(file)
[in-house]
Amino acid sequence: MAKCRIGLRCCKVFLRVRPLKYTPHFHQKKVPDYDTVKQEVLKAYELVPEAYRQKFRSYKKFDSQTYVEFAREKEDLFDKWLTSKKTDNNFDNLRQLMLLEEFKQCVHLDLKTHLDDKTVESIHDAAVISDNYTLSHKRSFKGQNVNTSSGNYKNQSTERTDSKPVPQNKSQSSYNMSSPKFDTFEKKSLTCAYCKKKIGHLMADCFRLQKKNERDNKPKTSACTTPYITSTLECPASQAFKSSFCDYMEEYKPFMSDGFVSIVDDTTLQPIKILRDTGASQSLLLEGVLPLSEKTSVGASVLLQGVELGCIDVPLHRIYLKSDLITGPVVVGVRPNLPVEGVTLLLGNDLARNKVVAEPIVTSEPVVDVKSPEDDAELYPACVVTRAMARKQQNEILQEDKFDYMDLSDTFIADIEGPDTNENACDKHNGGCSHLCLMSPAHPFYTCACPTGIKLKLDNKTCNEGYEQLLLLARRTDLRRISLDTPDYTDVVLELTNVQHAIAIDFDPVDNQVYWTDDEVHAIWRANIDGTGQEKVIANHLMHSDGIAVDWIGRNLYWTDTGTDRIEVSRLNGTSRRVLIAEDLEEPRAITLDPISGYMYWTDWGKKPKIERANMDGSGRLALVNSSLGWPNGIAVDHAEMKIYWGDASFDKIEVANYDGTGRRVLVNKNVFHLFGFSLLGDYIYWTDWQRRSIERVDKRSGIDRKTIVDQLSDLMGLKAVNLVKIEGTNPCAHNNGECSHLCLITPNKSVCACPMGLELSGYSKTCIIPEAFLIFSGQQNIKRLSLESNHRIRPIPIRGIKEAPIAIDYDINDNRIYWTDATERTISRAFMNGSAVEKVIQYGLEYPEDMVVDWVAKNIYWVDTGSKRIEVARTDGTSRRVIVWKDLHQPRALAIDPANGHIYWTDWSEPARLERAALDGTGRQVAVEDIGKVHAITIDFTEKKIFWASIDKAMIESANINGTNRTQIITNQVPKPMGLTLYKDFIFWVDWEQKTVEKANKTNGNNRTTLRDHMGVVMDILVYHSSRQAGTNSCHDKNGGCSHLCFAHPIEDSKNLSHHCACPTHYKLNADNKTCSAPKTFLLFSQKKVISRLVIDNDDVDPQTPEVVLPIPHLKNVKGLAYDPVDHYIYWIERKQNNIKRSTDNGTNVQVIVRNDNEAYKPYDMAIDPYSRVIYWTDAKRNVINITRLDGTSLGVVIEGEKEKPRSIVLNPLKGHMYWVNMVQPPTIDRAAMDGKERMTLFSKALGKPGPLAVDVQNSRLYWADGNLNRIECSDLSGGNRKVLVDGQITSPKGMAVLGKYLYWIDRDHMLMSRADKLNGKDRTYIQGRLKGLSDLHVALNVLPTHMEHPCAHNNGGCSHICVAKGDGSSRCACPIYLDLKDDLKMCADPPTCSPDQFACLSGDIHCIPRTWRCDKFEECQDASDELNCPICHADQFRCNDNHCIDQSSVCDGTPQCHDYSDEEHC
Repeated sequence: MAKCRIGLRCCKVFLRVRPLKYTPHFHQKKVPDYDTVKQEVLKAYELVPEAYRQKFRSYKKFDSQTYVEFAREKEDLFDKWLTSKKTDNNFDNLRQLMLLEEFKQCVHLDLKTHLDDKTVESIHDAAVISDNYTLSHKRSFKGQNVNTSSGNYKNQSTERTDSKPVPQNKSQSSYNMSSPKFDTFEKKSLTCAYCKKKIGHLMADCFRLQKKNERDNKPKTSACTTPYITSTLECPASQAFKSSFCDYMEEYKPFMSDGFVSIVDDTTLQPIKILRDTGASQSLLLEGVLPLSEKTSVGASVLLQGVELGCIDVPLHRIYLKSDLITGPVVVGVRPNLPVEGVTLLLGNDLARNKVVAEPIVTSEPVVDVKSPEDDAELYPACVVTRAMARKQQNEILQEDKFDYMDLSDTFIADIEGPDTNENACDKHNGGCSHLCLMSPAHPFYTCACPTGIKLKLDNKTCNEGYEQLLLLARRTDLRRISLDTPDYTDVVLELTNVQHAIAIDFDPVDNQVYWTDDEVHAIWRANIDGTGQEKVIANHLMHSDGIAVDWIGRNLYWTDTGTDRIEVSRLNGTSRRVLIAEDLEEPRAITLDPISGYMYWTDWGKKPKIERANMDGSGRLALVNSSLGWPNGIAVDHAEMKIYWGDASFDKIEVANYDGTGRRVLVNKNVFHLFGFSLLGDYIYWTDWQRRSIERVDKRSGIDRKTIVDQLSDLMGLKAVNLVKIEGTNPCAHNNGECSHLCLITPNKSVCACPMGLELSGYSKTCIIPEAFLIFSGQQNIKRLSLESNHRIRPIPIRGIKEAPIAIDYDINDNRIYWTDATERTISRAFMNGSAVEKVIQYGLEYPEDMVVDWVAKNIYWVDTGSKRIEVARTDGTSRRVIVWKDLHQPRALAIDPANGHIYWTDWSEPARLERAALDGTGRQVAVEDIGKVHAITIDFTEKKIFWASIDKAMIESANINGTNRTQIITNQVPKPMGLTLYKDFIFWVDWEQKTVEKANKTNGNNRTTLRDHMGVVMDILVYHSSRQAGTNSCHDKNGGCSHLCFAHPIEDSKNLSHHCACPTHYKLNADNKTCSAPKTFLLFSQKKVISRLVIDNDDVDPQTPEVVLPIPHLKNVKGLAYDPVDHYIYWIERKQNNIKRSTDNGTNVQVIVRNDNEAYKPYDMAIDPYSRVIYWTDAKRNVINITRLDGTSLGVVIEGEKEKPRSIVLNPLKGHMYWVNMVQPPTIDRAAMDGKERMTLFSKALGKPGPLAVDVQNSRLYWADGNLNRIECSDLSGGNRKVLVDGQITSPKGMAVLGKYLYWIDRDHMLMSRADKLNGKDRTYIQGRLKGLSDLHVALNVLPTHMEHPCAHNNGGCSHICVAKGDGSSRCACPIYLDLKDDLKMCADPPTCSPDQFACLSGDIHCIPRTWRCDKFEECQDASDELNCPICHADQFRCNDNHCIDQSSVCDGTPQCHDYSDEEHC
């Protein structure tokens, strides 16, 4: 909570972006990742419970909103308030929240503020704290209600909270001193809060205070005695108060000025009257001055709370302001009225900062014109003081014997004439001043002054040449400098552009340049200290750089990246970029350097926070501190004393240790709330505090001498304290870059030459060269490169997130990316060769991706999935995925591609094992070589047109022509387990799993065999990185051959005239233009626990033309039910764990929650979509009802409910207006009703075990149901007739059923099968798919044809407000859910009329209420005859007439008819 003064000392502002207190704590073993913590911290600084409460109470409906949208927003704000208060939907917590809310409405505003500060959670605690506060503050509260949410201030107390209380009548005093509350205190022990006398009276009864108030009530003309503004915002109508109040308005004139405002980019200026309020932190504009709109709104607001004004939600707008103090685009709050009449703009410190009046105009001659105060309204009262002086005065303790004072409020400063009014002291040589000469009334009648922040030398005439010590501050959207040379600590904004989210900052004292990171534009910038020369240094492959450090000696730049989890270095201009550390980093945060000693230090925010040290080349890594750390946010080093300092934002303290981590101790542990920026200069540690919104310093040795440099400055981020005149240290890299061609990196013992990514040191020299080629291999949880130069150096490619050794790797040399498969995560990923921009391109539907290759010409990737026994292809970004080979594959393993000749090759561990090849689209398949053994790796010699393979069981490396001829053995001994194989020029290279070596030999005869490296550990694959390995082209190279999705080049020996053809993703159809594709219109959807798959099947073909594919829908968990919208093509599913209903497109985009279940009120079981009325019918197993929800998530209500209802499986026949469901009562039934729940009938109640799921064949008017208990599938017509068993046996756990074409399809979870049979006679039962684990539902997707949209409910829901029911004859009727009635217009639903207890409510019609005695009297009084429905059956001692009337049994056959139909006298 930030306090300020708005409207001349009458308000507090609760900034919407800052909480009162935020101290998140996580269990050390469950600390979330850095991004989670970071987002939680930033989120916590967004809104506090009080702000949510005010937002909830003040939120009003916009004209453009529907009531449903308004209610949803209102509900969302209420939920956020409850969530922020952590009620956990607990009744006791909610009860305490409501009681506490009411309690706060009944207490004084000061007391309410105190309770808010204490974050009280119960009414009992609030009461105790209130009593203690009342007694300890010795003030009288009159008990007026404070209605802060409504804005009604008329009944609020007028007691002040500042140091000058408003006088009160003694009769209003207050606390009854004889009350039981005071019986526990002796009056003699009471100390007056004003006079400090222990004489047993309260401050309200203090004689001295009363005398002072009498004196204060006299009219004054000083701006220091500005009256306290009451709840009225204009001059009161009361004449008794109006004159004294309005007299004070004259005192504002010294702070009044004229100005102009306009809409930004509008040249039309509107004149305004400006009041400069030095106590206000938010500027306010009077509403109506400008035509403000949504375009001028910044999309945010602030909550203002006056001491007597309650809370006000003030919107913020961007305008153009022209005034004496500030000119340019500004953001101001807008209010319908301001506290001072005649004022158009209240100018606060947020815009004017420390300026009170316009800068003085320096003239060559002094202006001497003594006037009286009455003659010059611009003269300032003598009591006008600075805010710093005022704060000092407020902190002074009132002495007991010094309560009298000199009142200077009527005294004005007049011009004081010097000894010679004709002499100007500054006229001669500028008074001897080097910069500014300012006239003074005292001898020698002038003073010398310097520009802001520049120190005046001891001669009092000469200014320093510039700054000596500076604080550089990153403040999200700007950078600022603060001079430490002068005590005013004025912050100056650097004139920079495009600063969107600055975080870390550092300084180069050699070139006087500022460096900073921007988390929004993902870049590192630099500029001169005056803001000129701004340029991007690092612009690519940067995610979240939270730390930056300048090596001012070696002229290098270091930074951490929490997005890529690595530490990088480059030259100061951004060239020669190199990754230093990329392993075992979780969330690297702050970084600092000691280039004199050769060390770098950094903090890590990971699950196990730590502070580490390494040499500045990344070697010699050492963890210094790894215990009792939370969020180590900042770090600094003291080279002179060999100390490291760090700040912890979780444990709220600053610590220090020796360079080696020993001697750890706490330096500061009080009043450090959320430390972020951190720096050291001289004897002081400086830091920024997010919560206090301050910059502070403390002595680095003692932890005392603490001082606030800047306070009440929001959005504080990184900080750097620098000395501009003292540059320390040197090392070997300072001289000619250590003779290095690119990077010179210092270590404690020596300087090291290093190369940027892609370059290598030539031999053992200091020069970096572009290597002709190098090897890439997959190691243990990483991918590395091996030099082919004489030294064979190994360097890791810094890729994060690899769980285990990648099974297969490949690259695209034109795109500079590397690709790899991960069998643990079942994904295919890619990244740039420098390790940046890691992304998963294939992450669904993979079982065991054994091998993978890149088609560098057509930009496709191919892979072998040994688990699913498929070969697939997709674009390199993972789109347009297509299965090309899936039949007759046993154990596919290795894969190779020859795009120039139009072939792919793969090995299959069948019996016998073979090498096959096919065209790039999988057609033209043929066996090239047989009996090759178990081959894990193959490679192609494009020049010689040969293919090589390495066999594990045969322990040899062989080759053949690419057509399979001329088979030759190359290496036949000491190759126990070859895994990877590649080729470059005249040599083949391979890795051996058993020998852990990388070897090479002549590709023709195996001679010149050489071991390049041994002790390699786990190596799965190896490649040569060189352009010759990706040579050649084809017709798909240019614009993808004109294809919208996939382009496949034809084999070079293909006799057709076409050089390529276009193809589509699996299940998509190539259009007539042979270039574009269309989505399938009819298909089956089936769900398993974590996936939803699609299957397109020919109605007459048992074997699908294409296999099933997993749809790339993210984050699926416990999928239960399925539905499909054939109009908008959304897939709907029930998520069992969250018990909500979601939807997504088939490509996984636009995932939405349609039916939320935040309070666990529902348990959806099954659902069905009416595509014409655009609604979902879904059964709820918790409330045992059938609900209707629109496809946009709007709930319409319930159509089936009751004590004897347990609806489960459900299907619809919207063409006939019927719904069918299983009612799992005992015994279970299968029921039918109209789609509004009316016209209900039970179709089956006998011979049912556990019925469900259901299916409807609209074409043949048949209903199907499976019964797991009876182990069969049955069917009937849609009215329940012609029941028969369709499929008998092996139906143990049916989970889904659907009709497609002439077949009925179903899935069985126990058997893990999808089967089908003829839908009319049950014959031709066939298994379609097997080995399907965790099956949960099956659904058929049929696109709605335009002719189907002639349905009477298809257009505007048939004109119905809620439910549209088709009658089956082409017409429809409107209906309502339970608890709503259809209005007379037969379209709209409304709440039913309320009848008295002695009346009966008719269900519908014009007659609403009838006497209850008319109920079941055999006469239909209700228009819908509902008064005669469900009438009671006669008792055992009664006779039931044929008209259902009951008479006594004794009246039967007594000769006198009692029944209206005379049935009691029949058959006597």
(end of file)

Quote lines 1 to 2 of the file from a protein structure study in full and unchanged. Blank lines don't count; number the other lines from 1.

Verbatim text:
[in-house]
Amino acid sequence: MAKCRIGLRCCKVFLRVRPLKYTPHFHQKKVPDYDTVKQEVLKAYELVPEAYRQKFRSYKKFDSQTYVEFAREKEDLFDKWLTSKKTDNNFDNLRQLMLLEEFKQCVHLDLKTHLDDKTVESIHDAAVISDNYTLSHKRSFKGQNVNTSSGNYKNQSTERTDSKPVPQNKSQSSYNMSSPKFDTFEKKSLTCAYCKKKIGHLMADCFRLQKKNERDNKPKTSACTTPYITSTLECPASQAFKSSFCDYMEEYKPFMSDGFVSIVDDTTLQPIKILRDTGASQSLLLEGVLPLSEKTSVGASVLLQGVELGCIDVPLHRIYLKSDLITGPVVVGVRPNLPVEGVTLLLGNDLARNKVVAEPIVTSEPVVDVKSPEDDAELYPACVVTRAMARKQQNEILQEDKFDYMDLSDTFIADIEGPDTNENACDKHNGGCSHLCLMSPAHPFYTCACPTGIKLKLDNKTCNEGYEQLLLLARRTDLRRISLDTPDYTDVVLELTNVQHAIAIDFDPVDNQVYWTDDEVHAIWRANIDGTGQEKVIANHLMHSDGIAVDWIGRNLYWTDTGTDRIEVSRLNGTSRRVLIAEDLEEPRAITLDPISGYMYWTDWGKKPKIERANMDGSGRLALVNSSLGWPNGIAVDHAEMKIYWGDASFDKIEVANYDGTGRRVLVNKNVFHLFGFSLLGDYIYWTDWQRRSIERVDKRSGIDRKTIVDQLSDLMGLKAVNLVKIEGTNPCAHNNGECSHLCLITPNKSVCACPMGLELSGYSKTCIIPEAFLIFSGQQNIKRLSLESNHRIRPIPIRGIKEAPIAIDYDINDNRIYWTDATERTISRAFMNGSAVEKVIQYGLEYPEDMVVDWVAKNIYWVDTGSKRIEVARTDGTSRRVIVWKDLHQPRALAIDPANGHIYWTDWSEPARLERAALDGTGRQVAVEDIGKVHAITIDFTEKKIFWASIDKAMIESANINGTNRTQIITNQVPKPMGLTLYKDFIFWVDWEQKTVEKANKTNGNNRTTLRDHMGVVMDILVYHSSRQAGTNSCHDKNGGCSHLCFAHPIEDSKNLSHHCACPTHYKLNADNKTCSAPKTFLLFSQKKVISRLVIDNDDVDPQTPEVVLPIPHLKNVKGLAYDPVDHYIYWIERKQNNIKRSTDNGTNVQVIVRNDNEAYKPYDMAIDPYSRVIYWTDAKRNVINITRLDGTSLGVVIEGEKEKPRSIVLNPLKGHMYWVNMVQPPTIDRAAMDGKERMTLFSKALGKPGPLAVDVQNSRLYWADGNLNRIECSDLSGGNRKVLVDGQITSPKGMAVLGKYLYWIDRDHMLMSRADKLNGKDRTYIQGRLKGLSDLHVALNVLPTHMEHPCAHNNGGCSHICVAKGDGSSRCACPIYLDLKDDLKMCADPPTCSPDQFACLSGDIHCIPRTWRCDKFEECQDASDELNCPICHADQFRCNDNHCIDQSSVCDGTPQCHDYSDEEHC